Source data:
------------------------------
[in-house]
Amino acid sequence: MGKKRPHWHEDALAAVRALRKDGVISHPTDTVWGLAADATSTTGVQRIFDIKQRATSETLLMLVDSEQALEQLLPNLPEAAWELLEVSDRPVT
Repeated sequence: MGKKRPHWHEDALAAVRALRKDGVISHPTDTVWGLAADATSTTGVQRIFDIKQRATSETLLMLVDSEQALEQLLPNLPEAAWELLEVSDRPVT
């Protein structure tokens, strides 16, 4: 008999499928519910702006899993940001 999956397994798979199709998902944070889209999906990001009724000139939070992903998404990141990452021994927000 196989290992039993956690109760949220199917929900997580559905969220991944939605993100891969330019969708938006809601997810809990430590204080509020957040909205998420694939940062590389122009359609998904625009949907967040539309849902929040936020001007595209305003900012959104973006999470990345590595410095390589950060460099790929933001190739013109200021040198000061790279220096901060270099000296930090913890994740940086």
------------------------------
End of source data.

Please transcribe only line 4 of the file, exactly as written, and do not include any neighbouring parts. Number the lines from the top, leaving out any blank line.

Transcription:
């Protein structure tokens, strides 16, 4: 008999499928519910702006899993940001 999956397994798979199709998902944070889209999906990001009724000139939070992903998404990141990452021994927000 196989290992039993956690109760949220199917929900997580559905969220991944939605993100891969330019969708938006809601997810809990430590204080509020957040909205998420694939940062590389122009359609998904625009949907967040539309849902929040936020001007595209305003900012959104973006999470990345590595410095390589950060460099790929933001190739013109200021040198000061790279220096901060270099000296930090913890994740940086």